9OYS Investigates: Top ticket scofflaws
Reporter: Jessica Chapin
TUCSON (KGUN9-TV) - Any driver in downtown Tucson can tell you the routine. Park, pay, and hope to get back to feed the meter before punishment. But, hundreds of drivers take the parking tickets and toss them aside, some racking up thousands of dollars.
When a person gets three or more unpaid parking tickets, they're put on the city's "boot list." That means one more ticket and their car could get booted or impounded. But, that step in the process doesn't happen often.
Court administrator Christopher Hale says his department and ParkWise, the agency responsible for parking enforcement, have been cut to the bone. The court has lost 20 positions since 2009. Hale says this is a major factor in actually tracking down the unpaid tickets.
"We had to re-prioritize our workload and criminal cases come first and civil charges come last," he said, "and in that, the boot list was at the very bottom of the list of things to do."
At the bottom of that to do list lies more than $700 thousand. At a time when the city is in a budget crisis, the money means a lot. 9 On Your Side reporter Jessica Chapin asked Hale what they do to track down the cash.
Hale says they only have a few options. Drivers with unpaid parking tickets receive notices and late fees, and can also be added to the Fines/Fees and Restitution Enforcement (FARE) program.
The court can also intercept tax returns and take them from the car owner. Last year, the court collected more than $900 thousand from tax interceptions for various offenses including parking tickets. But, the boot list remains.
Who are these people?
The boot list includes not only individuals, but also nearly every major car rental corporation in Tucson. Hertz is the top offender with 83 outstanding tickets totaling $12 thousand.
9 On Your Side's Jessica Chapin talked to Hertz spokesperson Paula Rivera to ask why.
"In my experience it's been the fact of a communication between the municipality and Hertz," said Rivera.
When a rental customer gets a parking ticket and doesn't pay, the bill is the company's burden. Hertz and most other companies pay the fee to the city and then charge their customer.
"The system is pretty streamlined on our end, it really is a matter of the municipality reaching out to Hertz and saying hey, you have these tickets," said Rivera.
9 On Your Side asked Hale if he thought the city court was trying hard enough to track this money down.
"I think we're trying hard enough with the tools that we have currently," he said.
Hale says he would like to have the right to suspend vehicle registrations or press civil charges for parking tickets. He says it's something he is working to get done during his time as court administrator.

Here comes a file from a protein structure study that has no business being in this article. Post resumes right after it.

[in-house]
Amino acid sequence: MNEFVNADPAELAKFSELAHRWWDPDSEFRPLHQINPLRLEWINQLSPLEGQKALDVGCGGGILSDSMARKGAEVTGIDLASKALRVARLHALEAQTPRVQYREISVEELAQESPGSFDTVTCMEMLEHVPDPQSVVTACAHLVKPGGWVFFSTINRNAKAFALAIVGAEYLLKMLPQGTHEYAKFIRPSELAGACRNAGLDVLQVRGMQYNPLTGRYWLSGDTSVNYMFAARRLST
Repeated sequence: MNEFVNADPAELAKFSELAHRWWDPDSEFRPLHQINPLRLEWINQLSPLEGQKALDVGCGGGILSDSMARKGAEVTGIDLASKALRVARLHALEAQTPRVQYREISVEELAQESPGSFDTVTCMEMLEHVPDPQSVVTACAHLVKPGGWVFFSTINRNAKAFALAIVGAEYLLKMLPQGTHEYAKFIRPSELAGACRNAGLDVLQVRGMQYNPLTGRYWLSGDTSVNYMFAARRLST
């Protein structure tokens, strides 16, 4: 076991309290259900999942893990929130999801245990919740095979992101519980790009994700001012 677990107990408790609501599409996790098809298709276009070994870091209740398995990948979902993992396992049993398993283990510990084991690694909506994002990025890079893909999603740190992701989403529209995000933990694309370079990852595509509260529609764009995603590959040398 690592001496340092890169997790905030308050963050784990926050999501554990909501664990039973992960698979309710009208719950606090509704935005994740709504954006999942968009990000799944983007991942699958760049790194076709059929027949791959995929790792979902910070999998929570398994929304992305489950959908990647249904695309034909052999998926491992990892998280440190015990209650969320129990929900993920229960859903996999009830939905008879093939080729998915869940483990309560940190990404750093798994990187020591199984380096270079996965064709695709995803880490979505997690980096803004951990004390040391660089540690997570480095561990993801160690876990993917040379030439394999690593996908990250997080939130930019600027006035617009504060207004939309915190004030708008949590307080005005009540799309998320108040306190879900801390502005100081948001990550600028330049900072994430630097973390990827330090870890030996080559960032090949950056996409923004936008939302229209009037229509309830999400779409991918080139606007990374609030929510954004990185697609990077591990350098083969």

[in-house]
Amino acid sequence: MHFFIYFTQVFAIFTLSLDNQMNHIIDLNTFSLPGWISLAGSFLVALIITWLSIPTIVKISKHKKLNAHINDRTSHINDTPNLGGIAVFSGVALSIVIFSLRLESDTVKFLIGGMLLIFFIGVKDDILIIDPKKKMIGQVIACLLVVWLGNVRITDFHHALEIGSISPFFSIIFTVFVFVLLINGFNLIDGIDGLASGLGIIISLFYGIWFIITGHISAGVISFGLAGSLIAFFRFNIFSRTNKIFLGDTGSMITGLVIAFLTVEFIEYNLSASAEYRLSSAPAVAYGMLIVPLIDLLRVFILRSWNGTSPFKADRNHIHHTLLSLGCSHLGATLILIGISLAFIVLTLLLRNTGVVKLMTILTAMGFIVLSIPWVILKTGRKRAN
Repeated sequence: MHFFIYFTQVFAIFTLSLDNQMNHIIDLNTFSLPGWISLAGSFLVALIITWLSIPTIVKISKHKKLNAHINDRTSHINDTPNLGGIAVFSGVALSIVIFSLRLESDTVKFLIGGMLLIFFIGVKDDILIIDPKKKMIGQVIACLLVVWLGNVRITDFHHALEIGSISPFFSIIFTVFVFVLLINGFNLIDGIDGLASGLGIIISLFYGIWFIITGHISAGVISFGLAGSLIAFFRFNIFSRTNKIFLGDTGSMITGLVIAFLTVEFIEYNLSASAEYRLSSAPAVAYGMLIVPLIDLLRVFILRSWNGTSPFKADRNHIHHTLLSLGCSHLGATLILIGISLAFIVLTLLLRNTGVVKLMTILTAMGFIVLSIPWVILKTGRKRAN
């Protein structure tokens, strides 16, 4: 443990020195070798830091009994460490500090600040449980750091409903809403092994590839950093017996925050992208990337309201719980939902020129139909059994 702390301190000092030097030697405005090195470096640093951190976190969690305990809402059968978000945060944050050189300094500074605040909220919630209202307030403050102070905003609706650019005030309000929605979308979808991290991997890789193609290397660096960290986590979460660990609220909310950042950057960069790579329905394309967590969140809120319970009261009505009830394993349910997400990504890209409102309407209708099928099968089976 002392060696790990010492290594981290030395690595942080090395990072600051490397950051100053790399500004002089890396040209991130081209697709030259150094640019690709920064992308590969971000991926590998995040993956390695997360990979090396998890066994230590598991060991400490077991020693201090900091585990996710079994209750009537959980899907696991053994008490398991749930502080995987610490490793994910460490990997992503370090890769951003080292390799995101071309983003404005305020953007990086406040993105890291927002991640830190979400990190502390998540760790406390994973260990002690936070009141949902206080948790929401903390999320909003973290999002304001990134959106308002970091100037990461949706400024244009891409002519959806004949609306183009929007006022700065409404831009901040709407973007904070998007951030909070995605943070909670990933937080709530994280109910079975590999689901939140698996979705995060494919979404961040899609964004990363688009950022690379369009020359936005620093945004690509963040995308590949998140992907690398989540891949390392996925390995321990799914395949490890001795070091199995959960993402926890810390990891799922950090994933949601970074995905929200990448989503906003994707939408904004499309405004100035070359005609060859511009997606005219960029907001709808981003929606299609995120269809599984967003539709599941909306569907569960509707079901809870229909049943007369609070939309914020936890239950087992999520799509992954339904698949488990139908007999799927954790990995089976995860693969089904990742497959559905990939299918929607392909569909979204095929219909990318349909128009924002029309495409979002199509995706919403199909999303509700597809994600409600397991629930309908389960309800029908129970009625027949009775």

Meanwhile, one individual on the boot list holds 134 unpaid parking tickets. He owes the city more than $16 thousand.
9 On Your Side asked Hale how he was able to get that many tickets without a boot. He said he couldn't answer. We went to someone who could.
"Pay up," says ParkWise:
ParkWise operations manager Katie McDonald responded, saying, "the agent himself or herself may not know that that person is at 134the ticket because if their handheld device doesn't have the information in it that says this person has 134 tickets, they wouldn't know."
McDonald says the handheld devices agents use to check driver parking records must be updated by court staff. Staff Hale says are focused on criminal cases.
"Information gets downloaded into the machinery that the agents carry with them," said McDonald, "That information hasn't been received by ParkWise for quite a while."
ParkWise is also operating at the bare minimum. They have five agents and only four boots for the whole city. McDonald says they are on the road to improvement. She hopes to have five more agents trained by Thanksgiving, and they're working with Tucson Police to get used equipment for the agents.
"I think that's a big problem," she said about the handheld devices, "We are working diligently with courts right now to get these things updated."
McDonald and Hale both say a bigger staff would help get the city's money back. In the meantime, McDonald has a message for anyone with outstanding parking tickets:
"it's unfair to the people that do pay their tickets and to the people that do abide by the laws that these people aren't paying their citations," she said, "Pay up. Because we need the public to help us take care of our city too."